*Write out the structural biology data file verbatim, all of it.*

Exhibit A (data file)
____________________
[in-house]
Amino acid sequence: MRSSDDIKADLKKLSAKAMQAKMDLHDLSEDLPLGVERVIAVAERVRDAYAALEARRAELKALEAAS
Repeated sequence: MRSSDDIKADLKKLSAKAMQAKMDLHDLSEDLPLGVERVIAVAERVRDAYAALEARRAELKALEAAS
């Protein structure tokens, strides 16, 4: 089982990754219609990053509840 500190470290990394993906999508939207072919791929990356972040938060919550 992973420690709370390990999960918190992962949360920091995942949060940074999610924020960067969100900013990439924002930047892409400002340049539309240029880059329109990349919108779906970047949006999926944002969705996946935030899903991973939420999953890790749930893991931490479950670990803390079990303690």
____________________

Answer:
[in-house]
Amino acid sequence: MRSSDDIKADLKKLSAKAMQAKMDLHDLSEDLPLGVERVIAVAERVRDAYAALEARRAELKALEAAS
Repeated sequence: MRSSDDIKADLKKLSAKAMQAKMDLHDLSEDLPLGVERVIAVAERVRDAYAALEARRAELKALEAAS
């Protein structure tokens, strides 16, 4: 089982990754219609990053509840 500190470290990394993906999508939207072919791929990356972040938060919550 992973420690709370390990999960918190992962949360920091995942949060940074999610924020960067969100900013990439924002930047892409400002340049539309240029880059329109990349919108779906970047949006999926944002969705996946935030899903991973939420999953890790749930893991931490479950670990803390079990303690």